most problematic symptoms.
Adopt these simple rules:
1- Be tolerant of all mistakes the first time
2- Never allow the same mistake to be made
As the company grows, keep innovating. Build
small teams of entrepreneurs within the
company to have a diverse portfolio and keep
Create a sandbox for innovation that will
contain the impact of the new innovation but
not constrain the methods of the startup team.
Startup teams require three structural
● scarce but secure resources,
● independent authority to develop their
● and a personal stake in the outcome.
The innovation team should be cross-functional
and have a clear team leader.
It should be empowered to build, market, and
deploy products or features in the sandbox
without prior approval.
It should be required to report on the success
or failure of those efforts by using standard
actionable metrics and innovation accounting.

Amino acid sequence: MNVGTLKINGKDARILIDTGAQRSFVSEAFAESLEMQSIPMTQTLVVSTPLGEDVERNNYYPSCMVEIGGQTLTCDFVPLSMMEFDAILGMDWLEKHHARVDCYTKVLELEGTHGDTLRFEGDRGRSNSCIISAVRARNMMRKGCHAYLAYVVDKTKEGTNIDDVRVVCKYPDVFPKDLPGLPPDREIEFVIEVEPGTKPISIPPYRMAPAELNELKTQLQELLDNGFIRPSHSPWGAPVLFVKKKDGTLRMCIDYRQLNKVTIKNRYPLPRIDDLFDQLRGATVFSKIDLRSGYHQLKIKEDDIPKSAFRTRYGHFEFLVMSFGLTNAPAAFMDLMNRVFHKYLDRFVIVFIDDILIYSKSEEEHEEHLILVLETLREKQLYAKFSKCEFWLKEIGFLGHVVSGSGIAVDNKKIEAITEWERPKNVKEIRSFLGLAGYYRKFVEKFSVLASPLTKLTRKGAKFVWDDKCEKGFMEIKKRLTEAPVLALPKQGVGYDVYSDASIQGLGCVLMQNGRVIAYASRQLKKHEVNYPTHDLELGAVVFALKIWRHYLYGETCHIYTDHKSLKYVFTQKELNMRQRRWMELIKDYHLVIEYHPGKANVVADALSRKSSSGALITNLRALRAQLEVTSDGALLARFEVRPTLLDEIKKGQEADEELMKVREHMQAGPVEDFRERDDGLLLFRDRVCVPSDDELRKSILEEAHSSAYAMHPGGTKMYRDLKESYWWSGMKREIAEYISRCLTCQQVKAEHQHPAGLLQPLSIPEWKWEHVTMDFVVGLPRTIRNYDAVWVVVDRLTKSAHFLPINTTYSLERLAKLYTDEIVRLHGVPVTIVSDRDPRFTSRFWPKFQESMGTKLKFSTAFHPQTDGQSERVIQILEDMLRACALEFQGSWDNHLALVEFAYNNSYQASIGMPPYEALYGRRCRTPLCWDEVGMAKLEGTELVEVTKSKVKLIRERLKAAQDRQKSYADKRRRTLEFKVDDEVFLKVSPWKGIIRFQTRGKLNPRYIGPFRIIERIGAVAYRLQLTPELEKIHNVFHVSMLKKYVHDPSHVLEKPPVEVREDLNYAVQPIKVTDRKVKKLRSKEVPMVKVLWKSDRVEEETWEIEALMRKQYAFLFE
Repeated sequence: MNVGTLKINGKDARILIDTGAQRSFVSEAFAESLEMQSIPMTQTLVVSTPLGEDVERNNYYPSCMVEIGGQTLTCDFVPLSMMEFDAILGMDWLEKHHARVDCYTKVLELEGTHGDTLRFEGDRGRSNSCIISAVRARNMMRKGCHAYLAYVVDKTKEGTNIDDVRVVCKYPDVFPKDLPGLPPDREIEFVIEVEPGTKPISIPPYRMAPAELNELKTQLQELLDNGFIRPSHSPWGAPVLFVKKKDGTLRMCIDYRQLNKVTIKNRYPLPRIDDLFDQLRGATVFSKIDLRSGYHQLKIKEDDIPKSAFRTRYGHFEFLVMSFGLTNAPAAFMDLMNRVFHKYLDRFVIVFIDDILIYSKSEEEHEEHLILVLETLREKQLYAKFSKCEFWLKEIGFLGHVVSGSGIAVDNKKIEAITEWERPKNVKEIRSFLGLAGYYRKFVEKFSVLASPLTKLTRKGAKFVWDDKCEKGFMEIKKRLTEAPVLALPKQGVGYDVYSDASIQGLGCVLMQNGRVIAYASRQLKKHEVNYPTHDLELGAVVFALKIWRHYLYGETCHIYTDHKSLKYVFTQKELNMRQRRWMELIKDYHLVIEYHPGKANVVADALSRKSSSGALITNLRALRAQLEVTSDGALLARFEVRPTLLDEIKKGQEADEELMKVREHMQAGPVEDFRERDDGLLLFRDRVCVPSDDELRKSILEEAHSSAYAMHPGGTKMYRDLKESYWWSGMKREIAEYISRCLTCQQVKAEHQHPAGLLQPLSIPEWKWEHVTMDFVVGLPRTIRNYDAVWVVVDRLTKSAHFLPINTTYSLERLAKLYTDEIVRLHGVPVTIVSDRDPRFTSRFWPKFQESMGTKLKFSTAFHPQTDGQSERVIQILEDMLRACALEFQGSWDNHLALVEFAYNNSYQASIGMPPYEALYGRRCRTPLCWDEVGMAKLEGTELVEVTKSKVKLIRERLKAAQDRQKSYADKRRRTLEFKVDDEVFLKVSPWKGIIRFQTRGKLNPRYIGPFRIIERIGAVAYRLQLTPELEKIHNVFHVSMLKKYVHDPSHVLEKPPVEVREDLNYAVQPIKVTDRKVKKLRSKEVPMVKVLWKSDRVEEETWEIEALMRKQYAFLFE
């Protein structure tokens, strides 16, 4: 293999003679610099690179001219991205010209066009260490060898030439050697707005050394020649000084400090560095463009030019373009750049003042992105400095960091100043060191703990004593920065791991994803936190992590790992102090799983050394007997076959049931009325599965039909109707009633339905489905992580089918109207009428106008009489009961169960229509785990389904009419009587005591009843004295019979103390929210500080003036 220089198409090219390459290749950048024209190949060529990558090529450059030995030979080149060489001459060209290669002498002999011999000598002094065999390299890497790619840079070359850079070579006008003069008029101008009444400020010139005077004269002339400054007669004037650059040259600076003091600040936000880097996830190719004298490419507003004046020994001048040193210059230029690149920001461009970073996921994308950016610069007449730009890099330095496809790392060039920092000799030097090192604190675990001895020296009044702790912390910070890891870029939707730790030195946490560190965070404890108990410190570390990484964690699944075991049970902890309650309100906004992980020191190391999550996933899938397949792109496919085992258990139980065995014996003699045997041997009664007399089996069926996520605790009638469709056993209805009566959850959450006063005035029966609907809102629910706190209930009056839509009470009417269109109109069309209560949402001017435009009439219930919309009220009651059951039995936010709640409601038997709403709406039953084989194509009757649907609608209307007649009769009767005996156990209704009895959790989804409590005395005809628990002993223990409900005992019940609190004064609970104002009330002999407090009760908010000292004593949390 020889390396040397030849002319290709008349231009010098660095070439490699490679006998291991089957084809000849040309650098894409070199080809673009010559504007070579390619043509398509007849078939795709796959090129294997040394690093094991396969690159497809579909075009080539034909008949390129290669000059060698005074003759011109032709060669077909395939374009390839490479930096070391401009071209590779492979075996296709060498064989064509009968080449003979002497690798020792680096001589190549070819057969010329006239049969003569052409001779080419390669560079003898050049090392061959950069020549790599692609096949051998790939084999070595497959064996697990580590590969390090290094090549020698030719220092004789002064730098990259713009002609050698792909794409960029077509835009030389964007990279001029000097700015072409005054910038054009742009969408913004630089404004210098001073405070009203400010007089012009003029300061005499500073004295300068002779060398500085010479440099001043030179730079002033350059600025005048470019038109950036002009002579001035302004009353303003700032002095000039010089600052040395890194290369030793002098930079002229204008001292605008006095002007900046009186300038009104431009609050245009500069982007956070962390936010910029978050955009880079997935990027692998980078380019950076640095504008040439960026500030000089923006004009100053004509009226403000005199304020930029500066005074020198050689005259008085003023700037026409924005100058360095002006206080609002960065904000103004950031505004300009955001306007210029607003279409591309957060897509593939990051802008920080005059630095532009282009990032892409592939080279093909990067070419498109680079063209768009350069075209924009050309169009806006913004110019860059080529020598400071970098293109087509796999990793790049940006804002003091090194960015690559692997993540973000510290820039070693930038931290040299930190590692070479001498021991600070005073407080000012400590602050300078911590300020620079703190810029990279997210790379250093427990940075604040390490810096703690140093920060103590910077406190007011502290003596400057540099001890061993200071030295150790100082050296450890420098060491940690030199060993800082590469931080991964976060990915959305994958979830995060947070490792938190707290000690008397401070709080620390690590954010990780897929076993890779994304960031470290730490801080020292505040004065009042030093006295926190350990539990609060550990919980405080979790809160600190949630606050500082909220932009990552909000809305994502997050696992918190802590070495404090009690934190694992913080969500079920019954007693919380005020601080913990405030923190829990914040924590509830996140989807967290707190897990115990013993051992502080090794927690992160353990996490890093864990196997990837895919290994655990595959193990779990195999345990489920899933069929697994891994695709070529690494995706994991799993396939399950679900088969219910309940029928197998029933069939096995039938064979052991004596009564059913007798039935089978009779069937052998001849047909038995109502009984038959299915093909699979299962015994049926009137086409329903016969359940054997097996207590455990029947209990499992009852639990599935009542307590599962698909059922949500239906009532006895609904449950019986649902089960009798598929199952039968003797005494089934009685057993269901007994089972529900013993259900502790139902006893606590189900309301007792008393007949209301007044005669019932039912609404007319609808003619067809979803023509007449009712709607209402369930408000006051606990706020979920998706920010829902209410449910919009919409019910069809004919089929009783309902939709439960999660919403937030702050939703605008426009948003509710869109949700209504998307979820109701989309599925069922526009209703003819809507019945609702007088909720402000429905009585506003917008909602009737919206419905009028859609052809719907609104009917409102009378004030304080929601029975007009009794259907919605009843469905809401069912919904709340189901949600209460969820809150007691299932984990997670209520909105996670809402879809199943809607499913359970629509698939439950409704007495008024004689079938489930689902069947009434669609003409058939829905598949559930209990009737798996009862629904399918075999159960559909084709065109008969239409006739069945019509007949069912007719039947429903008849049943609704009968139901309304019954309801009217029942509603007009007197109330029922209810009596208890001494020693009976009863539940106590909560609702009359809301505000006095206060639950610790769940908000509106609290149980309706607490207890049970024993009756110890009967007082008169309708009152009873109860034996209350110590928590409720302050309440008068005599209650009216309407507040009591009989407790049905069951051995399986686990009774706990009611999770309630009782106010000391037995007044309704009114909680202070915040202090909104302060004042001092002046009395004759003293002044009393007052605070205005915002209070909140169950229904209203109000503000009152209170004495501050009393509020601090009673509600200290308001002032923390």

For all of our vaunted efficiency in the making
of things, our economy is still incredibly
This waste comes not from the inefficient
organization of work but rather from working on
the wrong things - and on an industrial scale.
As Peter Drucker said, “There is surely nothing
quite so useless as doing with great efficiency
what should not be done at all.”
By focusing on functional efficiency, we lose
sight of the real goal of innovation: to learn that
which is currently unknown.
54. User-centered design
No matter how many users you talk to, no
matter how much data you collect, at the end of
the day, a human has to decide.
No amount of data analysis can make up for a
lack of talent.
55. User-centered design
Users and their data should be there to inform
designers, not to substitute for them.
Great ideas can't be tested. Only mediocre
ideas can be tested.